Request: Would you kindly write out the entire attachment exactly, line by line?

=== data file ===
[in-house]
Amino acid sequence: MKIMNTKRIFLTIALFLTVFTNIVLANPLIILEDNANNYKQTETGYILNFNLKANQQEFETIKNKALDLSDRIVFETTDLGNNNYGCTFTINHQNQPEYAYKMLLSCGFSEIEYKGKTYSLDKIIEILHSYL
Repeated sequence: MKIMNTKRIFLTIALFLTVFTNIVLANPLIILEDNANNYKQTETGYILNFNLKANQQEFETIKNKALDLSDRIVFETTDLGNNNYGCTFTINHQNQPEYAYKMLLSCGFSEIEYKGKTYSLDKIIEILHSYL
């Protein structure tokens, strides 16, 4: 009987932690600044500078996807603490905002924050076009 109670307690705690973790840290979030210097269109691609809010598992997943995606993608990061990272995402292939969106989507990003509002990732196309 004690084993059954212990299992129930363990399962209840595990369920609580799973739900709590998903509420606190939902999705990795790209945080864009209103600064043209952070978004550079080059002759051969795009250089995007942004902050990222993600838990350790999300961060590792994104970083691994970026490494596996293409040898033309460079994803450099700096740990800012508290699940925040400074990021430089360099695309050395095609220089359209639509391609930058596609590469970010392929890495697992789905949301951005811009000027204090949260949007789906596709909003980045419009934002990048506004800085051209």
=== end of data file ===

[in-house]
Amino acid sequence: MKIMNTKRIFLTIALFLTVFTNIVLANPLIILEDNANNYKQTETGYILNFNLKANQQEFETIKNKALDLSDRIVFETTDLGNNNYGCTFTINHQNQPEYAYKMLLSCGFSEIEYKGKTYSLDKIIEILHSYL
Repeated sequence: MKIMNTKRIFLTIALFLTVFTNIVLANPLIILEDNANNYKQTETGYILNFNLKANQQEFETIKNKALDLSDRIVFETTDLGNNNYGCTFTINHQNQPEYAYKMLLSCGFSEIEYKGKTYSLDKIIEILHSYL
């Protein structure tokens, strides 16, 4: 009987932690600044500078996807603490905002924050076009 109670307690705690973790840290979030210097269109691609809010598992997943995606993608990061990272995402292939969106989507990003509002990732196309 004690084993059954212990299992129930363990399962209840595990369920609580799973739900709590998903509420606190939902999705990795790209945080864009209103600064043209952070978004550079080059002759051969795009250089995007942004902050990222993600838990350790999300961060590792994104970083691994970026490494596996293409040898033309460079994803450099700096740990800012508290699940925040400074990021430089360099695309050395095609220089359209639509391609930058596609590469970010392929890495697992789905949301951005811009000027204090949260949007789906596709909003980045419009934002990048506004800085051209």